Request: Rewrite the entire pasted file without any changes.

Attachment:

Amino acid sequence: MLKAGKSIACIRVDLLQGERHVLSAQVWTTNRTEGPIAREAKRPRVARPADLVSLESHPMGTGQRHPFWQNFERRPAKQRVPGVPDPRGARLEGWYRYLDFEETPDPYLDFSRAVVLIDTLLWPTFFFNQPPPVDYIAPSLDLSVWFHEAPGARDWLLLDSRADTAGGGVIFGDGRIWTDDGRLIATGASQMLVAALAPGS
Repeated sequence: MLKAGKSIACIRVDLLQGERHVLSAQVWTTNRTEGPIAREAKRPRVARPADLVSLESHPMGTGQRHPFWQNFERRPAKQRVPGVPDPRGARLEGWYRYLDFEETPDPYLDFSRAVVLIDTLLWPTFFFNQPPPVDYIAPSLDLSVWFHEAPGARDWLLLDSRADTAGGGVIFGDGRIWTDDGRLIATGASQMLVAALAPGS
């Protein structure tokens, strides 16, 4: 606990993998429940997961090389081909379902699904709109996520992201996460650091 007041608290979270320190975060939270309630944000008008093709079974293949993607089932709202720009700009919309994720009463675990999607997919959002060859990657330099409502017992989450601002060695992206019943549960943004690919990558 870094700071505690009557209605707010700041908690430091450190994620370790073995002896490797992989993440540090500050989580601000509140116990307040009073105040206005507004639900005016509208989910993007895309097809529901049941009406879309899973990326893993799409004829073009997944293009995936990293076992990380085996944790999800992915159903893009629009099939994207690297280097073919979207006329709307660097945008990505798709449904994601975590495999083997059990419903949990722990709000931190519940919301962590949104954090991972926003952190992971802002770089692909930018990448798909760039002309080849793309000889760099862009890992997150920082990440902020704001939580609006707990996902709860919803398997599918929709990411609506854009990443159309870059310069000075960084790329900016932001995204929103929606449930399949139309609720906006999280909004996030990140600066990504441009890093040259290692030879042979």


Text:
Amino acid sequence: MLKAGKSIACIRVDLLQGERHVLSAQVWTTNRTEGPIAREAKRPRVARPADLVSLESHPMGTGQRHPFWQNFERRPAKQRVPGVPDPRGARLEGWYRYLDFEETPDPYLDFSRAVVLIDTLLWPTFFFNQPPPVDYIAPSLDLSVWFHEAPGARDWLLLDSRADTAGGGVIFGDGRIWTDDGRLIATGASQMLVAALAPGS
Repeated sequence: MLKAGKSIACIRVDLLQGERHVLSAQVWTTNRTEGPIAREAKRPRVARPADLVSLESHPMGTGQRHPFWQNFERRPAKQRVPGVPDPRGARLEGWYRYLDFEETPDPYLDFSRAVVLIDTLLWPTFFFNQPPPVDYIAPSLDLSVWFHEAPGARDWLLLDSRADTAGGGVIFGDGRIWTDDGRLIATGASQMLVAALAPGS
């Protein structure tokens, strides 16, 4: 606990993998429940997961090389081909379902699904709109996520992201996460650091 007041608290979270320190975060939270309630944000008008093709079974293949993607089932709202720009700009919309994720009463675990999607997919959002060859990657330099409502017992989450601002060695992206019943549960943004690919990558 870094700071505690009557209605707010700041908690430091450190994620370790073995002896490797992989993440540090500050989580601000509140116990307040009073105040206005507004639900005016509208989910993007895309097809529901049941009406879309899973990326893993799409004829073009997944293009995936990293076992990380085996944790999800992915159903893009629009099939994207690297280097073919979207006329709307660097945008990505798709449904994601975590495999083997059990419903949990722990709000931190519940919301962590949104954090991972926003952190992971802002770089692909930018990448798909760039002309080849793309000889760099862009890992997150920082990440902020704001939580609006707990996902709860919803398997599918929709990411609506854009990443159309870059310069000075960084790329900016932001995204929103929606449930399949139309609720906006999280909004996030990140600066990504441009890093040259290692030879042979």